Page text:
But there are compelling reasons to go to film school, as well.
One of the best reasons to attend film school is to network. While in school, not only will you be working with instructors that have a background in film, you could also be working with the next Quentin Tarantino, Francis Ford Coppola, Spike Lee or Ridley Scott. Your classmate today may be an Oscar winner tomorrow. Develop those relationships and cultivate contacts. Film schools have guest lectures from some of the greats in their fields. Research and ask them thoughtful, intelligent questions about their work. You may find you’ve piqued their interest and they may ask you to keep in touch. If you can find a mentor of professional status, your career has a better chance of taking off, and there isn’t a better place to find one than at film school.
Film school also lets you have access to professional organizations earlier in your career than if you choose to branch out on your own. Join as many as you have time for and keep up with their publications and seminars. These are great places to meet others in your field, exchange ideas, and find out about job openings.
Diversity and Voice
During this time in school, you are exposed to a diverse array of subject matter, such as different genres, film studies from other countries, film styles such as film noir, and different voices. Women are making a mark in producing and directing acclaimed films, when only a few years before it was an “all boy’s club.” Minorities are making their stories heard with films such as Selma, directed by Ava Duvernay or Fences, directed by Denzel Washington. Learning about these different voices can only enhance your understanding of your field and will broaden your vision as your gain experience.
Instruction and Evaluation of Work
At school, you also have a chance to fail and learn, with your work being evaluated by instructors and peers alike. This gives you a chance to improve your projects into usable work. You can evaluate your progress and refine your skills, along with your vision in an environment that not only forgives mistakes, but encourages them.
In addition, you can learn in a traditional classroom environment from people that have worked in the field. Using tried and true techniques in a controlled setting, where you can ask questions and make mistakes is invaluable when it comes to learning your craft. You don’t have to figure out what you don’t know on your own, which saves time and frustration.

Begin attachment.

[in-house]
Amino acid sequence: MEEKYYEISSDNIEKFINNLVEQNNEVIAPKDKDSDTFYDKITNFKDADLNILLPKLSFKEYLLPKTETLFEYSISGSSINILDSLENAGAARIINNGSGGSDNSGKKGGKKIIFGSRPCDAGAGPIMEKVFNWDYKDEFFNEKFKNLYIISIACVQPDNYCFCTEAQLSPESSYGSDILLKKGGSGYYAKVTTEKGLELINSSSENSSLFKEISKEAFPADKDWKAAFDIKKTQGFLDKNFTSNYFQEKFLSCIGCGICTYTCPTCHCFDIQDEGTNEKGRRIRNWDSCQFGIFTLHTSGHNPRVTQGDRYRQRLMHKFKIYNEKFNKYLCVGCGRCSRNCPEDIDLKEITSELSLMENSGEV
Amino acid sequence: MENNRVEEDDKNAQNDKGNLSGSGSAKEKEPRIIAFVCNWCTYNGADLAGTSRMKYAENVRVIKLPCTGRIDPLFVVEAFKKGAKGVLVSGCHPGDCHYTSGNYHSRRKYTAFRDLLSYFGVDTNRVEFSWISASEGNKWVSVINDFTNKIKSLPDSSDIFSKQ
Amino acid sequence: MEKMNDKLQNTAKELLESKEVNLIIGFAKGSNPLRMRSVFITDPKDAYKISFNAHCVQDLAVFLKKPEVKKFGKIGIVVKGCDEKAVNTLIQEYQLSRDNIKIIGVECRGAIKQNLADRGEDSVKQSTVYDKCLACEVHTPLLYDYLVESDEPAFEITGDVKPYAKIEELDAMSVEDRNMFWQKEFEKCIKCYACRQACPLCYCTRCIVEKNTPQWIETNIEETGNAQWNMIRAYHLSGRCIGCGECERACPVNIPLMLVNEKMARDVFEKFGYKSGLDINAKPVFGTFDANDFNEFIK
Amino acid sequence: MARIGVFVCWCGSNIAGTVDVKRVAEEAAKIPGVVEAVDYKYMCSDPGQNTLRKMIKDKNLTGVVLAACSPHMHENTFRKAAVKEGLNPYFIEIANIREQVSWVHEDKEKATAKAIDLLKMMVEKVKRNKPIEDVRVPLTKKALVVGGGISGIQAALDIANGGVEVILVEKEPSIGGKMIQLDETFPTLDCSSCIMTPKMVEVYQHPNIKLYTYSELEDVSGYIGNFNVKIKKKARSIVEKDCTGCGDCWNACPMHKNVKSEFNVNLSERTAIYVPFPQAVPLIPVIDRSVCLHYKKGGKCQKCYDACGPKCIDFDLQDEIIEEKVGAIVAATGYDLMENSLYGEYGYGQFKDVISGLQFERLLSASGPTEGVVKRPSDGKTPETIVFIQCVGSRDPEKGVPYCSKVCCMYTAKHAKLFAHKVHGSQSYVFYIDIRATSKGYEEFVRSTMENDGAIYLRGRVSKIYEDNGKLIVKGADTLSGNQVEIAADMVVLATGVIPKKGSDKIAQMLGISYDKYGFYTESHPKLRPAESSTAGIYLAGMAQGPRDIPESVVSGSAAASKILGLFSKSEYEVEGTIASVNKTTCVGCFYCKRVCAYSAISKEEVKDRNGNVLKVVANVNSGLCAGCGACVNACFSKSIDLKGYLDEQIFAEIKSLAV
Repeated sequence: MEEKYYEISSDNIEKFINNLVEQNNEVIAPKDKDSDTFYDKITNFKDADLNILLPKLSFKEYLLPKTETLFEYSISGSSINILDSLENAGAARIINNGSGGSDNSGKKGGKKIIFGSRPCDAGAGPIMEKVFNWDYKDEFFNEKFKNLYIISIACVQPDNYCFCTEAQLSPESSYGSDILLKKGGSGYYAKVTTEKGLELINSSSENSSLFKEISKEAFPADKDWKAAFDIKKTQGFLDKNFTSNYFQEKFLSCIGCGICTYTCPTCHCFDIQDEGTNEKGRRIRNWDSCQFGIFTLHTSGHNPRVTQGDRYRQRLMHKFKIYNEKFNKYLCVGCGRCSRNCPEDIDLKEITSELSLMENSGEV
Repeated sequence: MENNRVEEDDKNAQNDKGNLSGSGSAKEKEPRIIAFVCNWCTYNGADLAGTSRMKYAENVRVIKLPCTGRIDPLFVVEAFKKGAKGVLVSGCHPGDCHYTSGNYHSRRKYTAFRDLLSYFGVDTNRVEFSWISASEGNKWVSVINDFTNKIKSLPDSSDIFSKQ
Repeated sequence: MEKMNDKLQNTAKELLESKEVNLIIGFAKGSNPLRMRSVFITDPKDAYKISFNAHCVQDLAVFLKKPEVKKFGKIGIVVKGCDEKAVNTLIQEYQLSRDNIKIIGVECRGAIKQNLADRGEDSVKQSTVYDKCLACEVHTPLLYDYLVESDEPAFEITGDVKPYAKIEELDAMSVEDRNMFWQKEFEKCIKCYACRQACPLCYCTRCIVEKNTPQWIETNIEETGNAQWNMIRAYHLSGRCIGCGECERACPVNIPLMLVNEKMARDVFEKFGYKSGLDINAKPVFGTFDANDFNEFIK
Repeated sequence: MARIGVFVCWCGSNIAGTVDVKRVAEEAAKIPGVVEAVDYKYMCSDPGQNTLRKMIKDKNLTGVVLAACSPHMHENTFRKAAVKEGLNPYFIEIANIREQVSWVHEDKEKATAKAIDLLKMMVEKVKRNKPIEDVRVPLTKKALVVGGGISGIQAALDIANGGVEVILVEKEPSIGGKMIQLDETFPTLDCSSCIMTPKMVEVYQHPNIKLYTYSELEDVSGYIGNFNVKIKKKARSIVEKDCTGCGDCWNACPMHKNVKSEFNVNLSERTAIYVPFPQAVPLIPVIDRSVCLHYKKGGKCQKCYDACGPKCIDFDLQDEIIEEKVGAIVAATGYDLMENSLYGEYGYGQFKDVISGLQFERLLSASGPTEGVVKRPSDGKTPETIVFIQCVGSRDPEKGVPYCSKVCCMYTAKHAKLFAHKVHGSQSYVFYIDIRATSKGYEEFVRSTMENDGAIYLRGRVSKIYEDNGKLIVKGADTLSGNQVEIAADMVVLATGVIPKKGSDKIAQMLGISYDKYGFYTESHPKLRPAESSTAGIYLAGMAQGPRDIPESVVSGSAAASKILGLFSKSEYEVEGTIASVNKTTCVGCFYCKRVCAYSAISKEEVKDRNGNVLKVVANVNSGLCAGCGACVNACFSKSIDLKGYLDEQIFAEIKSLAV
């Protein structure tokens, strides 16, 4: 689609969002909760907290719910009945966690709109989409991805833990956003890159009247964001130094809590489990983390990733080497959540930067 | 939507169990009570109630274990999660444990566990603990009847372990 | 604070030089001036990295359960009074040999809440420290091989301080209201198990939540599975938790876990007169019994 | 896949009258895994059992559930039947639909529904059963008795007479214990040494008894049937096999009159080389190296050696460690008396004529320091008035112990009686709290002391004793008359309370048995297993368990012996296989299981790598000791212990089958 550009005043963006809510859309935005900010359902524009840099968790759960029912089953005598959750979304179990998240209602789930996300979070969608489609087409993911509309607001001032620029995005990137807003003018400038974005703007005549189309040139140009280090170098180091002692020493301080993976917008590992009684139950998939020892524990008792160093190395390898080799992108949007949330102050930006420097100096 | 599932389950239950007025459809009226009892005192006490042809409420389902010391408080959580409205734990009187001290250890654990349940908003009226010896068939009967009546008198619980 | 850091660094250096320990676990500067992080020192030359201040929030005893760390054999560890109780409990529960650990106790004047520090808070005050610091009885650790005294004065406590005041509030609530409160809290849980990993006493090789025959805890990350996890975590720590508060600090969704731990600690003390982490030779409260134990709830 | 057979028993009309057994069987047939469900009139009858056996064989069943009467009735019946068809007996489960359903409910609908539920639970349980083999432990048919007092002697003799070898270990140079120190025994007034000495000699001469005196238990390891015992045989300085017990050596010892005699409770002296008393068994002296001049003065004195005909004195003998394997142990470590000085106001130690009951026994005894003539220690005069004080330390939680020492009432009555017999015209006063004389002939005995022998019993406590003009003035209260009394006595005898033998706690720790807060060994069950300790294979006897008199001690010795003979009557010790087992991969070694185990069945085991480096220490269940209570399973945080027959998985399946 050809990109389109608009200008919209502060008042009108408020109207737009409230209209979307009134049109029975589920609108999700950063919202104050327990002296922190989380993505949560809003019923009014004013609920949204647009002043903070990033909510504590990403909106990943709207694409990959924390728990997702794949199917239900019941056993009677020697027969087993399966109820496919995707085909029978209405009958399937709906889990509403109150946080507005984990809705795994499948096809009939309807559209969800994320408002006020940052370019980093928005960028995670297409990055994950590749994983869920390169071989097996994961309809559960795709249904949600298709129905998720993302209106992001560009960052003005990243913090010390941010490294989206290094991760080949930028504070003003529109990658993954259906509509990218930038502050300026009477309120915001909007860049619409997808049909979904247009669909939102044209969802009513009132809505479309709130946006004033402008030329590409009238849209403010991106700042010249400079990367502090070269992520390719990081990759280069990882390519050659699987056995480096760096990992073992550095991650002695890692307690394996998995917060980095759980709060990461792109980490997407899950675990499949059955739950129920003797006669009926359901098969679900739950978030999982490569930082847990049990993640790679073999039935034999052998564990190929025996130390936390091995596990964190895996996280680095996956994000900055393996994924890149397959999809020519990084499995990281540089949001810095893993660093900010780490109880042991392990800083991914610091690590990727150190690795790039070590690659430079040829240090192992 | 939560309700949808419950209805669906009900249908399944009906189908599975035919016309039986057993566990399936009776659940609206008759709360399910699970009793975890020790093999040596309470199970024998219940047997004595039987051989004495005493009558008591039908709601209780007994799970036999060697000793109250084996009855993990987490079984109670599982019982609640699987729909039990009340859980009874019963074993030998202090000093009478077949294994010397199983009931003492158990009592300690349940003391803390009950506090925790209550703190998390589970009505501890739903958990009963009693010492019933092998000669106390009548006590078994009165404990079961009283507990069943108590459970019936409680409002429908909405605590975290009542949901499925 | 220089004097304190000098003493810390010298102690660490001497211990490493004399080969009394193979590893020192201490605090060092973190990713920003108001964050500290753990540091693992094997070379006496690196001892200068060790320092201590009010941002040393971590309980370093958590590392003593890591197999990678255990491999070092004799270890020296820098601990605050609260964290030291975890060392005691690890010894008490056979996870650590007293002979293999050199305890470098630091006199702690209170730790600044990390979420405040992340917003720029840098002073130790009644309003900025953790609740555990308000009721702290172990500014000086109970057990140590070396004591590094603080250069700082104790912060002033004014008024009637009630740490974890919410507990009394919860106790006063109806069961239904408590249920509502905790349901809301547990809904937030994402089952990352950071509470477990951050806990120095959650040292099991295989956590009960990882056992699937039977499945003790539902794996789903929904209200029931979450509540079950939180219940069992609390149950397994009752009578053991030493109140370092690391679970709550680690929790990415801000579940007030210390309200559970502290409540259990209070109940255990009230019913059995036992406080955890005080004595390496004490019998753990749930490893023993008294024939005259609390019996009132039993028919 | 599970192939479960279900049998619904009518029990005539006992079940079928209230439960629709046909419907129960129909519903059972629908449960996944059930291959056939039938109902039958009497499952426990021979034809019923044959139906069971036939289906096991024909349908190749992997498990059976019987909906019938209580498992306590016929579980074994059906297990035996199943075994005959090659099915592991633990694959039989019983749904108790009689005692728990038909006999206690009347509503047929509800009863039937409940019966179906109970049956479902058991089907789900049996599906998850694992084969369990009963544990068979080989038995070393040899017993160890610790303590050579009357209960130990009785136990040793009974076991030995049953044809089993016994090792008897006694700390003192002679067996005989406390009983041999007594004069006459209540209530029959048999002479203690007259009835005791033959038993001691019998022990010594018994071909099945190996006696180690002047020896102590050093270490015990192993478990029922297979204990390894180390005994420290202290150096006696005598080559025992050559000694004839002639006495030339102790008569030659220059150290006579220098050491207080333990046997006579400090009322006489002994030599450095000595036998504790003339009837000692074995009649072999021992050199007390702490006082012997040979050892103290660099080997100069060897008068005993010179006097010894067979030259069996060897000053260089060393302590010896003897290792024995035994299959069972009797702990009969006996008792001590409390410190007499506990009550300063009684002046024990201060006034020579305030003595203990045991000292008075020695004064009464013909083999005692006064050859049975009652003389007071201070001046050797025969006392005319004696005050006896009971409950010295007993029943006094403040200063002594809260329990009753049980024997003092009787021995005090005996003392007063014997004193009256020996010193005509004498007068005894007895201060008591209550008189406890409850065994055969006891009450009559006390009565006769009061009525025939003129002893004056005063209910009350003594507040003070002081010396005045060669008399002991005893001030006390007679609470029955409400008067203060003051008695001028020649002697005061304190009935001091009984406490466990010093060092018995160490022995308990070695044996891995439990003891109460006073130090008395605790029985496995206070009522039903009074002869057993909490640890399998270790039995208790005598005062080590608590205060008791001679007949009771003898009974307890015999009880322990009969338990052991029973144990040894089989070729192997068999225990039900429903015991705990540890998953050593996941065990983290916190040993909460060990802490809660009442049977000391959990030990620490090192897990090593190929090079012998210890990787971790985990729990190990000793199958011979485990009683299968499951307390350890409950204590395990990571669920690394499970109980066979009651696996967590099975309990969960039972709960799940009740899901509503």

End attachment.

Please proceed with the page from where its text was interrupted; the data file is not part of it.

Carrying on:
Whether you choose to go to film school or not, there are a few things that will help you on your journey. The first is to volunteer your time and talents. Get involved with a community theater group or an independent film company. You can trade your talent and skill for actual experience.
Work with students at a local university. With technology becoming more mainstream and easier to use, alternative ways of doing projects and reports are becoming popular with students. Work with the college TV station, or offer to help a business student with a film report about advertising or finance. It will help them stand out and give you a chance to use your skill.
Another way to stand out from the crowd and learn something in the process is to volunteer you time to an established filmmaker in your area. There are many people that make independent, low-budget films. Use their skill and know-how to learn more about your craft.
Keep Developing Your Talent
However you decide to go about establishing yourself as a professional, never stop developing your talent. Every profession has dry spells, so find creative ways of keeping your skills up and getting your name noticed. One way is to have your own YouTube channel. Write, produce and direct your own shows and short films and publish them on a streaming channel. YouTube is the most well known, but there are many others. You can even stream your videos on your own website with the right software.
A Premier Industry
The film industry is considered a “premier” industry. Everyone has stars in their eyes and wants to work in the movies. Unfortunately, the market only has space for so many, so only the best of the best get in. Or, more accurately, only the best of the best who know the right people, get in. This is why networking and building relationships is so important. People in the industry like to work with someone they know or know of.
That being said, opportunities exist for those who think outside of the box. If you can bring something new and fresh to the industry, you could be the next star. With or without film school.